Discussion forum for members of the Massachusetts Bay Organizational Development Learning Group

Wednesday, June 14, 2006

How can we promote deeper communication in organizations?

Our June 13 program meeting was “Going Around in Circles II”. This was a revised version of our very popular May 2005 “Circles I” meeting. Both programs provided experiential learning on Dialogue Circles, Learning Circles, Speaking Circles, and Study Circles.

These techniques offer powerful tools for improving communication at the personal, team, or organizational level. Inasmuch as they are (somewhat like, say, swimming) only capable of being learned by doing them, the chance to experience and compare them provided a virtually unique opportunity that was much appreciated by those attending.

This time we did things somewhat differently than in the predecessor program, which was done in our “four presentations given twice” format. On this occasion, we had a first round in which participants had their choice of Dialogue, Speaking, or Study circles, followed by a second round in which we had a Learning Circle whose topic was comparing the experience of the three other forms of communication.

In the Learning Circle, we reflected on our prior circular experience, considering what feelings it brought about, how it differed from our usual conversations, and what we would take from it for application in our personal and work lives. We then compared our thoughts, first in pairs and then in groups.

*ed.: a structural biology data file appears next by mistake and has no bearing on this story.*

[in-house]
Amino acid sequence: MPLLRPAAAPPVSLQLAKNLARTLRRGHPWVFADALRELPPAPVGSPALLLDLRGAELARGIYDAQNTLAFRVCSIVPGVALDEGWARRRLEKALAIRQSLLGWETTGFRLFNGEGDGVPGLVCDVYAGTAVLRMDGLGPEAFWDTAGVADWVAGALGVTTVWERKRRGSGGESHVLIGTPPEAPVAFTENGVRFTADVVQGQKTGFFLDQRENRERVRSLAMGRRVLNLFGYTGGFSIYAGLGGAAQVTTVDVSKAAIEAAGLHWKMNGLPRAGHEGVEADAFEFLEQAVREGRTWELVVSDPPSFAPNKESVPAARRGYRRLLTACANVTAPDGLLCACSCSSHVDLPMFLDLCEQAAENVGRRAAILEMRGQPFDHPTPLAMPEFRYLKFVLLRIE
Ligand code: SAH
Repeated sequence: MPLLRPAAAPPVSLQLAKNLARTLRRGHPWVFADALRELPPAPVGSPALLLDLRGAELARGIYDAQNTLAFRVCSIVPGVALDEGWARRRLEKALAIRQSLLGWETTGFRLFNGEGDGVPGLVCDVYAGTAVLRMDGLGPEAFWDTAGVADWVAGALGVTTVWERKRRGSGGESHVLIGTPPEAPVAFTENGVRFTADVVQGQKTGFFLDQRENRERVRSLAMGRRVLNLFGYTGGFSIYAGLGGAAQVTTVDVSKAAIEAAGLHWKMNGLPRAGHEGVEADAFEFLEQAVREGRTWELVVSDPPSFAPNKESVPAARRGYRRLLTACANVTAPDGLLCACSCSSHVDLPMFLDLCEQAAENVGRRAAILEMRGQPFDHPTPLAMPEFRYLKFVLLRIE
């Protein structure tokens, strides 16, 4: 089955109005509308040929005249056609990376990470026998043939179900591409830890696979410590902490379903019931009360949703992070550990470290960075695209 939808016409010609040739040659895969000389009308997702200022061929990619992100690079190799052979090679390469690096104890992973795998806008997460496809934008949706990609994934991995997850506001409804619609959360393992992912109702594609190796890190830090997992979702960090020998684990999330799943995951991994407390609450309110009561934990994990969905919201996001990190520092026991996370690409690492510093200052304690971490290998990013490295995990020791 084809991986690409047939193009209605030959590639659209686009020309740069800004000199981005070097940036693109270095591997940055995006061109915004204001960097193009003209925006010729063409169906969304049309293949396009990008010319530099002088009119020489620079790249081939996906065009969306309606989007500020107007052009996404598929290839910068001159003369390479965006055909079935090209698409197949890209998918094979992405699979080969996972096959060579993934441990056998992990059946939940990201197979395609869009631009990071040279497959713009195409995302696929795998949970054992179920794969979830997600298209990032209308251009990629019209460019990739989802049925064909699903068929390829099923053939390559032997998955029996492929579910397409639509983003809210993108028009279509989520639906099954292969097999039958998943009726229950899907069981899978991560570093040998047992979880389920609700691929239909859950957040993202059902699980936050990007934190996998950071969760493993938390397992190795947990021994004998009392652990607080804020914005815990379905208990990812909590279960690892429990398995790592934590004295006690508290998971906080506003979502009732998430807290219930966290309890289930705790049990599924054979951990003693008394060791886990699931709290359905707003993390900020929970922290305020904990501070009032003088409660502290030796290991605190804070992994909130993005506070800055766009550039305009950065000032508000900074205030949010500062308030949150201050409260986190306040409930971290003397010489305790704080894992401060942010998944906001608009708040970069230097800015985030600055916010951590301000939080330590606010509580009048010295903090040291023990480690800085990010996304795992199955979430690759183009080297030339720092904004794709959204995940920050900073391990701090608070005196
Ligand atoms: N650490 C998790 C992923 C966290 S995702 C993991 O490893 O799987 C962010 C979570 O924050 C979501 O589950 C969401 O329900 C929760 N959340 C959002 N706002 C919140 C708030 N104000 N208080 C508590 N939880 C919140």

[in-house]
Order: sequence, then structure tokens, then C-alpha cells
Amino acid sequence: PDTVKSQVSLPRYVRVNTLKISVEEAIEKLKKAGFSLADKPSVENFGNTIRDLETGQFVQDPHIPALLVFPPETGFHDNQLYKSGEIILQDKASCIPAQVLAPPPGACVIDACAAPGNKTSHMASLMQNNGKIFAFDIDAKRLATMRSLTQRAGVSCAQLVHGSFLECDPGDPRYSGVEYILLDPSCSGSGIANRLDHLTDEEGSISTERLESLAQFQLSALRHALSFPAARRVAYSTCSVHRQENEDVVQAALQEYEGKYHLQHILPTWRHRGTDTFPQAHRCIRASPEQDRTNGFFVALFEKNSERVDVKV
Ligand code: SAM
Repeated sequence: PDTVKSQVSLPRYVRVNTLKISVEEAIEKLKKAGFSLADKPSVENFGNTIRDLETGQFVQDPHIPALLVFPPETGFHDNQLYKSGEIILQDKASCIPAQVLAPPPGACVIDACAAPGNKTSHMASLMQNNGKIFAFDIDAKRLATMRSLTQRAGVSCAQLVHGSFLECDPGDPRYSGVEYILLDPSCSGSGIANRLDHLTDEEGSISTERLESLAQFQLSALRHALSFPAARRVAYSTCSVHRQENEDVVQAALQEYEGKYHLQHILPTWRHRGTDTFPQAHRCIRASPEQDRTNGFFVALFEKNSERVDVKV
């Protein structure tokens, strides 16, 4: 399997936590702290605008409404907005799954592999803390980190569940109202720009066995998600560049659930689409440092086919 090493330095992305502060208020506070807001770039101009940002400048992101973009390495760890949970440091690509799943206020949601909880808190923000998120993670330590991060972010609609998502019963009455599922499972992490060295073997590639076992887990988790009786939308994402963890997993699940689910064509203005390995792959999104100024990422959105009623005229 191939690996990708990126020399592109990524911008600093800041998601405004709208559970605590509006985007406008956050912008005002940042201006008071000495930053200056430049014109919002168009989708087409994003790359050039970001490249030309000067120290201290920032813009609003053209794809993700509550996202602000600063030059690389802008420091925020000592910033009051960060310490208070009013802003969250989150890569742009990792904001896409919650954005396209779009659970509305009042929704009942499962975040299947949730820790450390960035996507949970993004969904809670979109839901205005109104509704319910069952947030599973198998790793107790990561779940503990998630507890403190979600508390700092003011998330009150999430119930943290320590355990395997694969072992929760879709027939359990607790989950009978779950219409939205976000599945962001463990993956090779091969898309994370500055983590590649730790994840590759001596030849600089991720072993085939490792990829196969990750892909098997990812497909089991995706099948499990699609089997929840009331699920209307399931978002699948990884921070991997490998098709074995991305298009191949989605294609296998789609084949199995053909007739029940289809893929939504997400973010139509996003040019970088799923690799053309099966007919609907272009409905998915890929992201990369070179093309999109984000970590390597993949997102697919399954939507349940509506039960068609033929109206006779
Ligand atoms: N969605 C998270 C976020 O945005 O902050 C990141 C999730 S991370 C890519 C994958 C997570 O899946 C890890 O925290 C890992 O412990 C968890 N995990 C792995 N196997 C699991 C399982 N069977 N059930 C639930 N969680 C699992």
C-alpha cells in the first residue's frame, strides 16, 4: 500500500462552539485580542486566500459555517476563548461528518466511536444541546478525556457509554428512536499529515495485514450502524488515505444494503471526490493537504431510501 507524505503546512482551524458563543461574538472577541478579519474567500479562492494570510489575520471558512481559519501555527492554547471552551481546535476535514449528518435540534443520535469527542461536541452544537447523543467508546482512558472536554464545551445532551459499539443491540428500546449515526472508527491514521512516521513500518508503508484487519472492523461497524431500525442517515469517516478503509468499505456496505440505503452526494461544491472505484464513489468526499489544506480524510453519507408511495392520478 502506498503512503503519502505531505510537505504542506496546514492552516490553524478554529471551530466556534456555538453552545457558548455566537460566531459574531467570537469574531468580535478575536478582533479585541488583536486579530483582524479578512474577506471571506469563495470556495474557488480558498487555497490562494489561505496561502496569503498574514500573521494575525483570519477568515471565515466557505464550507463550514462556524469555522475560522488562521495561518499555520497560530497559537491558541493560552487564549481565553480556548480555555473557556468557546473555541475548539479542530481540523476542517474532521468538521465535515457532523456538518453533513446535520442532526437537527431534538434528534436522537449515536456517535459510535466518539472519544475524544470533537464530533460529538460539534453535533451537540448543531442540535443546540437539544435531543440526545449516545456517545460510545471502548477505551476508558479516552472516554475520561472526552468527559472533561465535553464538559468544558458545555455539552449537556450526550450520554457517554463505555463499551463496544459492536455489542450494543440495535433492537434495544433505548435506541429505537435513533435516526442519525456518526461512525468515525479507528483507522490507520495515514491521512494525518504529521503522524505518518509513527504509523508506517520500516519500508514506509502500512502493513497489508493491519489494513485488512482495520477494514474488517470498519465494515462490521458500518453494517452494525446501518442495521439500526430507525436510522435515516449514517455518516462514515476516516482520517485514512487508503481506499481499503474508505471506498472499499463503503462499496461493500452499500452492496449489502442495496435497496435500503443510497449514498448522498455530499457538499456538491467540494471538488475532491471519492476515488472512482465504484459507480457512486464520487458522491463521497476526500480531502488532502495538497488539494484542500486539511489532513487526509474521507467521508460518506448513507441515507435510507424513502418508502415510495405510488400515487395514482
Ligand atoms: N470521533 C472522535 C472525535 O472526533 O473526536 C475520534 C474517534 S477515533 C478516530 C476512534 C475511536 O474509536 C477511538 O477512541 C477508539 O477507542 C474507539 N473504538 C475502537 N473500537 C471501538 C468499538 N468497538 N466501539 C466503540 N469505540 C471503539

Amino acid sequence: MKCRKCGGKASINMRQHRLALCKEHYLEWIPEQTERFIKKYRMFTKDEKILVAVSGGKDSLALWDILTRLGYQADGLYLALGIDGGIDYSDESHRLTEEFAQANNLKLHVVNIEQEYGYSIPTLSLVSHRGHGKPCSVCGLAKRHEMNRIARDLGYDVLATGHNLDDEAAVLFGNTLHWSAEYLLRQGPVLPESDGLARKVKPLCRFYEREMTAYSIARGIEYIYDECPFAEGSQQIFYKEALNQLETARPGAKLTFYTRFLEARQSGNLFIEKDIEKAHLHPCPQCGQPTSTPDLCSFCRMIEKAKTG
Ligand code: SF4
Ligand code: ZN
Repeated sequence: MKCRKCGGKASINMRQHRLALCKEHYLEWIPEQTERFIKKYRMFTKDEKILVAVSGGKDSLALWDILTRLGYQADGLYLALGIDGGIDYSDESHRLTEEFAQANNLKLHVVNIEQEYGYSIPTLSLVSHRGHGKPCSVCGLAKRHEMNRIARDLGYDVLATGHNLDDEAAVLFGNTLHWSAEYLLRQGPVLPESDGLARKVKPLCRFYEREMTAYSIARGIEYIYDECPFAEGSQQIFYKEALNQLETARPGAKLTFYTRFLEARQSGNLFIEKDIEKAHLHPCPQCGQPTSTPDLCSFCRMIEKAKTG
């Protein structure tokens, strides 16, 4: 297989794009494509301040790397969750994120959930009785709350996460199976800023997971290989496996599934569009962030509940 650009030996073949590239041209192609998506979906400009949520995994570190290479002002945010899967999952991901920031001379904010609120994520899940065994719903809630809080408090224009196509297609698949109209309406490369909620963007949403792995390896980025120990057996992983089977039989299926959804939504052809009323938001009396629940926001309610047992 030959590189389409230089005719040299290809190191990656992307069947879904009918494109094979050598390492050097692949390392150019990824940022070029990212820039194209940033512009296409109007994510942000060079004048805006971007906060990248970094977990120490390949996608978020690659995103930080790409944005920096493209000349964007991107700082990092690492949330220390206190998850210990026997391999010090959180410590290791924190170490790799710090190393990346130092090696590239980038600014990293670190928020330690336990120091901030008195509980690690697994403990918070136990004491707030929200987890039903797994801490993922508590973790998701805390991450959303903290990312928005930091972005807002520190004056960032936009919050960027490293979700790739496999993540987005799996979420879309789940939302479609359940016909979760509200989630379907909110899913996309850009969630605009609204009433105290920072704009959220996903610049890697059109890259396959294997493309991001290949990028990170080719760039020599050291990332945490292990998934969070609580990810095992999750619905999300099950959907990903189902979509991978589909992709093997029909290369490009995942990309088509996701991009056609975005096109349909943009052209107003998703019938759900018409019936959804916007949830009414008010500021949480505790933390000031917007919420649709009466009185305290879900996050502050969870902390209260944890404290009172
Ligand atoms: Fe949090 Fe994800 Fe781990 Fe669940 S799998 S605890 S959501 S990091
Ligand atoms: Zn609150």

One point that was the subject of much discussion was the difficulty in introducing these practices in the workplace. In part, this seems due to the novelty of the methods; they are not easy either to describe or to show. Moreover, in environments in which emphasis is put on results and the “bottom line,” advocates of what are perceived as slower and more indirect methodologies have a hard time making their case.

Indeed, when we’ve covered these topics in other Learning Group meetings, the biggest problem does seem to be “there is not enough time”. This problem was also the topic of the June 6 meeting of our Deeper Inquiry Group.

Accordingly, we’ve posed as our Question of the Month, “How can promote deeper communication in organizations?” Of course many of the other issues that arise in relation to these techniques are also very worth discussing. So let’s hear what our members and presenters think!

Jim Murphy

Sunday, June 11, 2006

Jump Start Your Consulting - Final Report

Jump Start Your Consulting with Bruce Katcher of Discovery Surveys